NAELA member attorneys work with individuals with special needs who are striving to be treated as equals in their communities every day. The Americans with Disabilities Act has made great strides in assuring that takes place.
Washington, D.C. (PRWEB) July 21, 2014
The National Academy of Elder Law Attorneys celebrates the 24th anniversary of the Americans with Disabilities Act (ADA) on July 26, 2014. Congress enacted the ADA “to provide a clear and comprehensive national mandate for the elimination of discrimination against individuals with disabilities.” The ADA protects people with special needs from discrimination in employment, public services and accommodations, services operated by private entities, transportation, and telecommunication.
“NAELA member attorneys work with individuals with special needs who are striving to be treated as equals in their communities every day. The Americans with Disabilities Act has made great strides in assuring that takes place,” said NAELA President Bradley J. Frigon, CELA, CAP.
“This year is particularly significant as it is also the 15th anniversary of the Olmstead decision,” Frigon noted. In 1999, the Supreme court in Olmstead v. L.C., 527 U.S. 581 (1999), ruled that under the ADA, states must place persons with mental disabilities in the community rather than an institution when deemed appropriate by treatment professionals; not opposed by the individual; and can be reasonably accommodated given state resources and the needs of other mentally disabled individuals.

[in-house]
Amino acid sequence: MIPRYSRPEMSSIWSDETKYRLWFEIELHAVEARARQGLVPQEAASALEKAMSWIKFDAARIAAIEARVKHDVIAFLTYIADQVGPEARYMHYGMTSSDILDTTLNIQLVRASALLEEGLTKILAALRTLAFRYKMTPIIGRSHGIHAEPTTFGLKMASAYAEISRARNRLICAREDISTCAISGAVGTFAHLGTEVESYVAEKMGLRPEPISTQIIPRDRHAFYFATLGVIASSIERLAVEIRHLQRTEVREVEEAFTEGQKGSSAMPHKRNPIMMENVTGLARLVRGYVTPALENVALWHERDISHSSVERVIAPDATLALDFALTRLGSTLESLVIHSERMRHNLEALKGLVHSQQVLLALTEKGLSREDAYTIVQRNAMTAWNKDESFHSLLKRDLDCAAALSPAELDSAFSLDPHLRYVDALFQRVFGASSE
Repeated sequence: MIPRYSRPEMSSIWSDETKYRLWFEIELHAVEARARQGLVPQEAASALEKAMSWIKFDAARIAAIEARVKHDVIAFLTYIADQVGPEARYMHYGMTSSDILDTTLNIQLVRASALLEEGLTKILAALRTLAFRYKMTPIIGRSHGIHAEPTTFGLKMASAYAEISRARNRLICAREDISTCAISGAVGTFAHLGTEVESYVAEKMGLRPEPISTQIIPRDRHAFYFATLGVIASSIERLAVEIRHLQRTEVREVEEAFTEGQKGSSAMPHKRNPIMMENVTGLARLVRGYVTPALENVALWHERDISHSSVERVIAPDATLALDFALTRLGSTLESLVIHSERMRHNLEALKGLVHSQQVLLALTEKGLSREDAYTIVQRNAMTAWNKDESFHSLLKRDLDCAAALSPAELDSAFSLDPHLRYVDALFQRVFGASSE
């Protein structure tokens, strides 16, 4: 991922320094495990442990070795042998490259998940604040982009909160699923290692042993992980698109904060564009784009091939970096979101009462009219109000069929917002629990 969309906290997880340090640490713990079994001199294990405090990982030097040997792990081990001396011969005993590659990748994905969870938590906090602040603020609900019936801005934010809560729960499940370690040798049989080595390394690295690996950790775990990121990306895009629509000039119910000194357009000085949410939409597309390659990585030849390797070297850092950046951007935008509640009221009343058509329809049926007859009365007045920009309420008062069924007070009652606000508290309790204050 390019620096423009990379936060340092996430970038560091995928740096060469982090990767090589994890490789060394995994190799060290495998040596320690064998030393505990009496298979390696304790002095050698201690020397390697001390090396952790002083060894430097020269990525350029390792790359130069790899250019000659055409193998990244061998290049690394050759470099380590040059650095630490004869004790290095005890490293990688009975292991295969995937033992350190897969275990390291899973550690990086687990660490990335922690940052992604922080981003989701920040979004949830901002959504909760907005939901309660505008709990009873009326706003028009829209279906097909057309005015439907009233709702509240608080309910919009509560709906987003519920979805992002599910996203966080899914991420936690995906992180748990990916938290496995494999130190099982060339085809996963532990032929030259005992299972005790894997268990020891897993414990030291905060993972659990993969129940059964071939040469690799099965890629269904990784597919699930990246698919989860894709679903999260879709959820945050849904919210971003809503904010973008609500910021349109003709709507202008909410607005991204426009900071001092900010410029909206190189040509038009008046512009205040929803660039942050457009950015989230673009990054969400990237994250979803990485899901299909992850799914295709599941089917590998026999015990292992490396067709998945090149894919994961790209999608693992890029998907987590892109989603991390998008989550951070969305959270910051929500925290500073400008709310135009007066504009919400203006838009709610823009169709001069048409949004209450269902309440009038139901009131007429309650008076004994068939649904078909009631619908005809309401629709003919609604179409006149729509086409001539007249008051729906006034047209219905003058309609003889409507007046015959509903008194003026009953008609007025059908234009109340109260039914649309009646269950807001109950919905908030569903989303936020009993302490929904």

Unfortunately, even with the ADA and Olmstead, many Americans with disabilities still face significant challenges to live in their communities, in part due to the high costs of long-term services and supports they require. For instance, even 20-hour per week home care services could amount to over $20,000 per year, according to the MetLife Mature Market Institute.
“Policymakers must find a better way to allow individuals with special needs to thrive without incentivizing impoverishment,” Frigon said. NAELA is presently assessing creative ways to deliver and finance long-term care and will continue to support changes such as the Special Needs Trust Fairness Act and the Disabled Military Child Protection Act to help those with special needs have a higher quality of life under the present system.
Members of the National Academy of Elder Law Attorneys (NAELA) are attorneys who are experienced and trained in working with the legal problems of aging Americans and individuals of all ages with disabilities. Established in 1987, NAELA is a non-profit association that assists lawyers, bar organizations, and others. The mission of NAELA is to establish NAELA members as the premier providers of legal advocacy, guidance, and services to enhance the lives of people with special needs and people as they age. NAELA currently has members across the United States, Canada, Australia and the United Kingdom. For more information, visit NAELA.org.